- Turnover of more than £36 million
- Total assets of more than £18 million
- An average of more than 250 employees
It is anticipated that ECCTA guidance will stipulate that ‘reasonable prevention measures’ are in place. This will include the need for a specific fraud risk assessment.
It will be a defence, if an organisation can demonstrate that, at the time of the fraud, it had ‘reasonable procedures’ in place to prevent fraud, or that it was not reasonable in the circumstances to expect such procedures to be in place.
Companies will be exempt from prosecution if the organisation is the actual or intended victim of the fraud.
The ECCTA expands the ‘identification principle’ which applies in attributing liability to corporates for economic crimes. The ‘identification principle’ is the principle that, under current law, a company can only be criminally liable where the commission of the offence can be attributed to anyone who was the “directing mind and will” of the company.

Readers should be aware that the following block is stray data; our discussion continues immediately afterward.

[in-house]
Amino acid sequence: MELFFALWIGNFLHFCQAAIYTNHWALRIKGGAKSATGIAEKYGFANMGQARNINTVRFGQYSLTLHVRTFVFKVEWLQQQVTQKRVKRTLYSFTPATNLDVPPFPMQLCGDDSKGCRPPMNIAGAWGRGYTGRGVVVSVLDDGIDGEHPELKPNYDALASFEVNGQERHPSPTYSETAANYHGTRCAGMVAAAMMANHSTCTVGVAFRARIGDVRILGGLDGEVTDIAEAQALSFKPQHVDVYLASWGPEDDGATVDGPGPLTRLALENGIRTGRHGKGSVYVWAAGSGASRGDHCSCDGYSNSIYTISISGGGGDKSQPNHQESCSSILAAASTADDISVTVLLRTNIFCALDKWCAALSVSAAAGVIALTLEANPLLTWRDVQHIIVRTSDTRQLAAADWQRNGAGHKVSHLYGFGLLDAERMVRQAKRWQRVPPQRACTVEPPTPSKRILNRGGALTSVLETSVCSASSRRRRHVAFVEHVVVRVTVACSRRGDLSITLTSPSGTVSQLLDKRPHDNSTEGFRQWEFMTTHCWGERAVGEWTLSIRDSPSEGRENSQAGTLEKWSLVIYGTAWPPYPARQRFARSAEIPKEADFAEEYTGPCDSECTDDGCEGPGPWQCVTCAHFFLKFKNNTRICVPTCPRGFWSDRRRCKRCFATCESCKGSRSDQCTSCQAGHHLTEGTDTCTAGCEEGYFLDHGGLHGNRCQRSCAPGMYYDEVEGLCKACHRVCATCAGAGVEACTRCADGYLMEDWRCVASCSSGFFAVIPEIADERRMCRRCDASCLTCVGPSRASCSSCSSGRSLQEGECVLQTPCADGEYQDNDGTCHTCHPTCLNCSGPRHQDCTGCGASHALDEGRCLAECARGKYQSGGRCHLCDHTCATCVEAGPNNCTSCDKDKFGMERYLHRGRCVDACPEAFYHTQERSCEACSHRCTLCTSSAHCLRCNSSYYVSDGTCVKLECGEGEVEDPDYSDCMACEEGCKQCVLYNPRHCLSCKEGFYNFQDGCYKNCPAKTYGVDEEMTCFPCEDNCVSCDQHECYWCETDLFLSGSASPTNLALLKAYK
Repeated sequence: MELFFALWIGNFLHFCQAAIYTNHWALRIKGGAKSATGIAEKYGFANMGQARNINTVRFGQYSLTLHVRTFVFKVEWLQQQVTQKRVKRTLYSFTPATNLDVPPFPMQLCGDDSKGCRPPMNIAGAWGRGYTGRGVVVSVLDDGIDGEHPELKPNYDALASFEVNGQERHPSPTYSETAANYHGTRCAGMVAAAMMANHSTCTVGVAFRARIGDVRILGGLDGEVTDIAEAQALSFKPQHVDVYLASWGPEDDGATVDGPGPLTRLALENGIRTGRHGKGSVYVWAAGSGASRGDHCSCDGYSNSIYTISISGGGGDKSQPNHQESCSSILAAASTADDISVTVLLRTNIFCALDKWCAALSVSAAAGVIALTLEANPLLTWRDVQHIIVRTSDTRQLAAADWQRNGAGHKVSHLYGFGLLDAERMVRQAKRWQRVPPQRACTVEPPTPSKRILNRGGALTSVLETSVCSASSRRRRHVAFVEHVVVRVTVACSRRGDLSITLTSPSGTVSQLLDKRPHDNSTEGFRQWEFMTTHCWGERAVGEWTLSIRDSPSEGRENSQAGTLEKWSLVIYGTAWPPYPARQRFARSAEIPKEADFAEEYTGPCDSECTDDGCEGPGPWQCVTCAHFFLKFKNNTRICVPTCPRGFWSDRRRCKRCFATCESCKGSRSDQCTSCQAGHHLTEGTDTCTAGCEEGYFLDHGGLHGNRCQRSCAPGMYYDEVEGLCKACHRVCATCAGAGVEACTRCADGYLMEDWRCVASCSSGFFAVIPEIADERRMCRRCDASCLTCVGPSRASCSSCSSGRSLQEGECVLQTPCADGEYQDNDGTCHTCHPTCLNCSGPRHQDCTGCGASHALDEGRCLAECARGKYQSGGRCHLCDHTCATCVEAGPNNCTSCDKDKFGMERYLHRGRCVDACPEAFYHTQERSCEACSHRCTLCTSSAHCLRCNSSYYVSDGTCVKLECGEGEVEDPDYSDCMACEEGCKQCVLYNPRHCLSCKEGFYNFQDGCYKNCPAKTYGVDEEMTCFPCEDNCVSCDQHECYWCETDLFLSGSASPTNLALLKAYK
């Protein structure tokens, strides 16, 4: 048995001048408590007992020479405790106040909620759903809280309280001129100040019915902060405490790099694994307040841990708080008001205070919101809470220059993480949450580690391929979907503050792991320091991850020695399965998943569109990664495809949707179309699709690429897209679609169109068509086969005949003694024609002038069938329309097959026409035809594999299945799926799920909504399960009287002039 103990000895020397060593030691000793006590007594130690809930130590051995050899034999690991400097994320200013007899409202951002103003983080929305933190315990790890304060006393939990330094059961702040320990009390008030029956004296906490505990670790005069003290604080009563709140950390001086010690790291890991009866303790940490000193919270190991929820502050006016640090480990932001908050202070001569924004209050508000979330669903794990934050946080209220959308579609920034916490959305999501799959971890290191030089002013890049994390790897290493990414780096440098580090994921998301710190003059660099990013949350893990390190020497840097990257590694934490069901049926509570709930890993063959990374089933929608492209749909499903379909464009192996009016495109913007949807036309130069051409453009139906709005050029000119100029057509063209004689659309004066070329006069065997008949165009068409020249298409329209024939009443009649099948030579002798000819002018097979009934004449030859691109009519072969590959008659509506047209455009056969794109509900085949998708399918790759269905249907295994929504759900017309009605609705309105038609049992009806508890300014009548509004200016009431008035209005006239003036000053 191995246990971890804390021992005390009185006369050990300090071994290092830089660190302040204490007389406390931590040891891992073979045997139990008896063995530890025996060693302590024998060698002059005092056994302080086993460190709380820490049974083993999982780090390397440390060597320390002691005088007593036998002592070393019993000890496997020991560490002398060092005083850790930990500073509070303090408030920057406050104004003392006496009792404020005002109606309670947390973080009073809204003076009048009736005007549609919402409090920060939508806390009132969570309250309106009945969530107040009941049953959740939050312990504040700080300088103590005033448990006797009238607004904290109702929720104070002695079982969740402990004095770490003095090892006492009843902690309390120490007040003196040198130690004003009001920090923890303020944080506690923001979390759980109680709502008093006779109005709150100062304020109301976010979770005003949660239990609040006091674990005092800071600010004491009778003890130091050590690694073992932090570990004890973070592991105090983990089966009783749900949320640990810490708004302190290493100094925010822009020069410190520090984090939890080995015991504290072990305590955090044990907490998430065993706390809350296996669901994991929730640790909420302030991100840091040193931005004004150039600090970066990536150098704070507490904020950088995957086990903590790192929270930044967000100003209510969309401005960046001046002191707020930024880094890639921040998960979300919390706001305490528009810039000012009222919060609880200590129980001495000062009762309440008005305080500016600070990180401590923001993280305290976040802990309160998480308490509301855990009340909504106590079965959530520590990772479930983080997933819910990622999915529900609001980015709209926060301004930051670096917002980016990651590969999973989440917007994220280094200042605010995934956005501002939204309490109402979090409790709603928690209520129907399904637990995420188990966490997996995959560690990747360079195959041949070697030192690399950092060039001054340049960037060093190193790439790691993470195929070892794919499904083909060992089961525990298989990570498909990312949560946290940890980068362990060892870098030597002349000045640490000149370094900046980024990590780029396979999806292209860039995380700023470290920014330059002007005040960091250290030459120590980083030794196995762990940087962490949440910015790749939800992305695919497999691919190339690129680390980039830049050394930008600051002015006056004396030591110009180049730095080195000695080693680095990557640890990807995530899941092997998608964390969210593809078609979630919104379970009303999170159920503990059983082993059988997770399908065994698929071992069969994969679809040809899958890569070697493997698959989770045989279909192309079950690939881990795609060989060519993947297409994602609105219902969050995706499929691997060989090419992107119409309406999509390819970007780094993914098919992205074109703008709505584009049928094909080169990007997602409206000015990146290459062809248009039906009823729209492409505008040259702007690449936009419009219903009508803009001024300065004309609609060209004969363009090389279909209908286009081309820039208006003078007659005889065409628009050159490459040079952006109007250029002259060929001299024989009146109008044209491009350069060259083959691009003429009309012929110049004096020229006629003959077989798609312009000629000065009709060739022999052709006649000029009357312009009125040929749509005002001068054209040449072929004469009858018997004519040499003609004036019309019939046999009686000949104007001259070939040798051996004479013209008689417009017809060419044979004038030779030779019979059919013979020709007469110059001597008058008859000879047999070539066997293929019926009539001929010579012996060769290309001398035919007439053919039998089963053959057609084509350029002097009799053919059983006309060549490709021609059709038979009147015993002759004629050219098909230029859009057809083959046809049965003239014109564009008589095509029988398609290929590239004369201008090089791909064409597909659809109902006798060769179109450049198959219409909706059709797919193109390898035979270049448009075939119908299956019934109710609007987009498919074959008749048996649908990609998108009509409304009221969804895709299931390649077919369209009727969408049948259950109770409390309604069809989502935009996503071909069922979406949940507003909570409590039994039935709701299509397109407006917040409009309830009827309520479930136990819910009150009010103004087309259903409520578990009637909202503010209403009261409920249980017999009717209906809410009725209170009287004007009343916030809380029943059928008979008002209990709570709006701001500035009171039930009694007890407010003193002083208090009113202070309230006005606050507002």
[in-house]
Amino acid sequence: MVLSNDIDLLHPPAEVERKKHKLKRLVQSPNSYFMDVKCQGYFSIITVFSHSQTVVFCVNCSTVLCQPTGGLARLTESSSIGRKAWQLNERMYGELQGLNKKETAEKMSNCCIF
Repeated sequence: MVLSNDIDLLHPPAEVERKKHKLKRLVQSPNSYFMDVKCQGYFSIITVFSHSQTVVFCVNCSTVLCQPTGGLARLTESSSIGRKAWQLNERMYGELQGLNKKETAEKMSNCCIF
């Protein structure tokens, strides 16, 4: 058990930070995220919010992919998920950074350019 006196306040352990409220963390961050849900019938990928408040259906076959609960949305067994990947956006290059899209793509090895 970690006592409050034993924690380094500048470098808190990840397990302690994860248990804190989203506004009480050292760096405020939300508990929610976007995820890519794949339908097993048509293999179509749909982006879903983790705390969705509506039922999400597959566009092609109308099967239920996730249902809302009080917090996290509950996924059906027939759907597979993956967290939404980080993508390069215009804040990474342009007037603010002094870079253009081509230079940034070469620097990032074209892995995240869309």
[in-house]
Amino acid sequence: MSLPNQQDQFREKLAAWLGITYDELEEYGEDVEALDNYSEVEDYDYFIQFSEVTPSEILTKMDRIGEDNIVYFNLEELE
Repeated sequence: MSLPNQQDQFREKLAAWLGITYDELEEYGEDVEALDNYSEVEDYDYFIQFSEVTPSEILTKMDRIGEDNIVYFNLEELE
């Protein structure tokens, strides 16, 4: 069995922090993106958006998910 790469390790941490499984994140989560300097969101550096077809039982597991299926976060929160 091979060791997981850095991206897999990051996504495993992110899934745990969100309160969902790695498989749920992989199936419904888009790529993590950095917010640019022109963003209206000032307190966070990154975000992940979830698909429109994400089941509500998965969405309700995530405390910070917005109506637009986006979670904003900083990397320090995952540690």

Establishing who might be the ‘directing mind and will’ has up until now been difficult, especially for larger entities.
The ECCTA extends the common law definition of ‘directing mind and will’ to include acts of senior managers, so that a company or partnership can now be convicted if a senior manager acting within the actual or apparent scope of their authority commits an economic crime.
From 26 December 2023 (two months from Royal Assent) companies of all sizes, will be criminally liable if a ‘senior manager’ commits an offence within their authority or encourages it. It will not be necessary to show that anyone who was the ‘directing mind and will’ of the company was involved.
Currently, the scope of the reforms will apply to specified economic crimes including bribery, money laundering, fraud, false accounting, fraudulent trading, and other related offences. The Government has committed to extending the policy to cover all criminal offences in future.